"It's not urgent," commented Luxembourg Finance Minister Luc Frieden, on 7 December 2010. Hungary will doubtless take him literally. At any rate, adoption of the outstanding elements of the taxation governance package apparently will not be one of the priorities of its European Union Presidency.
The Belgians achieved a partial success in 2010. On 7 December, the 27 finance ministers sealed a political agreement on strengthening administrative cooperation in the field of taxation (see Europolitics 4099). The hardest part is still to come, however: working out a compromise on revision of the directive on savings taxation, and consequently the EU's agreements in this area with Switzerland, Liechtenstein, Andorra, San Marino and Monaco.
The matter is particularly touchy because it has been linked to the opening of negotiations between the EU and these five countries on application of OECD standards on the exchange of information on request between tax administrations, which is also stalled. The deadlock stems from the fact that conclusion of agreements on this point would oblige Luxembourg and Austria to switch to the system of automatic exchange of information and thus give up banking secrecy in the framework of rules on savings taxation. Luxembourg and Vienna demand to be treated on an equal footing with Switzerland, which has no intention of opting for total transparency.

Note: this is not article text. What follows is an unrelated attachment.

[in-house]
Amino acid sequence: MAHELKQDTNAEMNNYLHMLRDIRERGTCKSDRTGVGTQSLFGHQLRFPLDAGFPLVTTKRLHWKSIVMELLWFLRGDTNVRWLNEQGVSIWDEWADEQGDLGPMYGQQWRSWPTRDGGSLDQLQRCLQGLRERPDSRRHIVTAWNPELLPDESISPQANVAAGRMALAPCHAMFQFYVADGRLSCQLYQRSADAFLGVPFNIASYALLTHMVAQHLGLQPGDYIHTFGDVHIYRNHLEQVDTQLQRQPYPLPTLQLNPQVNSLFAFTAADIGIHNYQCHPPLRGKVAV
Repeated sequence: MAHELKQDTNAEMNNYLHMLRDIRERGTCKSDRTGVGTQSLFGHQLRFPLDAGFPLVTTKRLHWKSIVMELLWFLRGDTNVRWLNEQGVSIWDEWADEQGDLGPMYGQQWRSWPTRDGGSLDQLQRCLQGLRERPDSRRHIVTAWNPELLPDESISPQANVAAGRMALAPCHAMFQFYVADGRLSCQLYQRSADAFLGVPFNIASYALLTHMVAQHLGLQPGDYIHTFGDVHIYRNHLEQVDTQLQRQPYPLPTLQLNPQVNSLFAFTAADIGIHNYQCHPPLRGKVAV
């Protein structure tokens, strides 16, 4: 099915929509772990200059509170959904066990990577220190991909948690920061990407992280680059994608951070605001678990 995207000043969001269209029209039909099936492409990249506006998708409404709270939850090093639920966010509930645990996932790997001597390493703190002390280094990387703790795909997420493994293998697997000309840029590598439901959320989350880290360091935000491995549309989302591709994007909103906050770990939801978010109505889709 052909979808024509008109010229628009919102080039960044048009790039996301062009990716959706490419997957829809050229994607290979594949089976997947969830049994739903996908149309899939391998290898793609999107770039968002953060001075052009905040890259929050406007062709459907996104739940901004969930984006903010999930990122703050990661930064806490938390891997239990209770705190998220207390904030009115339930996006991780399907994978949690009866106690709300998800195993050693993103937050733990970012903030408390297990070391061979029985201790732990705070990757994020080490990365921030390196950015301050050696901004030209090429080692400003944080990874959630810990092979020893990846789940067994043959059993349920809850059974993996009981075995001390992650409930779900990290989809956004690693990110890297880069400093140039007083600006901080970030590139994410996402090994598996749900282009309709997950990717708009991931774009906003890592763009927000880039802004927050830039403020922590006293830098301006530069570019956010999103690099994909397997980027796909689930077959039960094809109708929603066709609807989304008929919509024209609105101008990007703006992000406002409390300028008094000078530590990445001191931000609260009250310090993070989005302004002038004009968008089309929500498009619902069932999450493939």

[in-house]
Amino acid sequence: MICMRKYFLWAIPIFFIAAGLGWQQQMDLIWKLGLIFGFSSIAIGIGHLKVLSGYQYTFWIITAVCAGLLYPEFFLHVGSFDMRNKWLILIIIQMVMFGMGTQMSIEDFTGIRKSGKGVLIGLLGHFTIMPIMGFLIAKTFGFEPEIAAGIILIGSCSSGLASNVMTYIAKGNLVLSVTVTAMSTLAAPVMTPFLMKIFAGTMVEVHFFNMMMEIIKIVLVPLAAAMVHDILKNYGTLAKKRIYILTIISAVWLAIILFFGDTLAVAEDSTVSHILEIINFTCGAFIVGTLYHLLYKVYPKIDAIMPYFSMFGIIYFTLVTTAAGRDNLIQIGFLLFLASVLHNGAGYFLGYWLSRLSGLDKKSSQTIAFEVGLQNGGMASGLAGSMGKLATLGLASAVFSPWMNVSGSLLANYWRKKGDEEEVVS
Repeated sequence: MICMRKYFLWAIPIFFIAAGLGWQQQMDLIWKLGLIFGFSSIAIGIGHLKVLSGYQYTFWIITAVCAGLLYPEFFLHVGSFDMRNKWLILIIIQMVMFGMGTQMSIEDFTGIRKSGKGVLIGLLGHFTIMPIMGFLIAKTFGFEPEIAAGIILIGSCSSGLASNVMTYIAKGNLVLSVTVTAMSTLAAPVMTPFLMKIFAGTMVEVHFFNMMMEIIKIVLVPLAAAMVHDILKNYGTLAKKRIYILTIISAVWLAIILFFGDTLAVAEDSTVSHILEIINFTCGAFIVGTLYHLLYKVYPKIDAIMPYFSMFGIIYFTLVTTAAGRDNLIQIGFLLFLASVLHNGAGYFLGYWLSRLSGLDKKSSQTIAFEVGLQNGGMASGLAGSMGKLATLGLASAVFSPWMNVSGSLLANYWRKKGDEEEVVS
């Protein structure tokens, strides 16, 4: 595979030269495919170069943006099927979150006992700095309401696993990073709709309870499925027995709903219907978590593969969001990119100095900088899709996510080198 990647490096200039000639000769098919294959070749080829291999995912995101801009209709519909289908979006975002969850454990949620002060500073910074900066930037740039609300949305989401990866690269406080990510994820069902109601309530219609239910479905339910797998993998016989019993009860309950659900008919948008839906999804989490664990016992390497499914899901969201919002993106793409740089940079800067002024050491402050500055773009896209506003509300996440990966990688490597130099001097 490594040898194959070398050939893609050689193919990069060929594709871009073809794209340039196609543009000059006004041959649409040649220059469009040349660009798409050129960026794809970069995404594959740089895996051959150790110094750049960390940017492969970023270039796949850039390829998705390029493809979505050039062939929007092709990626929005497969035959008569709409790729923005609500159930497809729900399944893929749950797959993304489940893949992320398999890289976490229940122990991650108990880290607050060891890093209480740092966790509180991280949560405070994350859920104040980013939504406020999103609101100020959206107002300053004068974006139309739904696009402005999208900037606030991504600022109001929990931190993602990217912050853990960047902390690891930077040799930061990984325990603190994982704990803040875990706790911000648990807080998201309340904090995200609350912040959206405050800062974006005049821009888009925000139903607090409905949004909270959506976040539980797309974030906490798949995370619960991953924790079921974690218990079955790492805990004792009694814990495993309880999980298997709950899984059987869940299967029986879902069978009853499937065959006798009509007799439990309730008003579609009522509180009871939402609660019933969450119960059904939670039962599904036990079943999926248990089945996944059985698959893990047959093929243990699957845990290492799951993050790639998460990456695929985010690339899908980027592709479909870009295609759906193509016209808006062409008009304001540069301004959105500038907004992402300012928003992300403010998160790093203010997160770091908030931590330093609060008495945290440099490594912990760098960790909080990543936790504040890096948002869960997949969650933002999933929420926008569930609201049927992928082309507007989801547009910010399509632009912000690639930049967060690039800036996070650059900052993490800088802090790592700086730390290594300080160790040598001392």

Budapest is probably even less inclined to try to sort out this problem because at the Ecofin Council, on 7 December 2010, the European Commission announced that it would postpone, until mid-2011, a report on implementation of this regulation in the Union and the five non-EU countries. The EU executive responded thus to charges of "infringement" of the savings taxation directive made by Italy against the United Kingdom and Germany.
These two countries have agreed to open bilateral talks with Berne on the Rubik project'. Switzerland has proposed to Germany and the UK to legalise...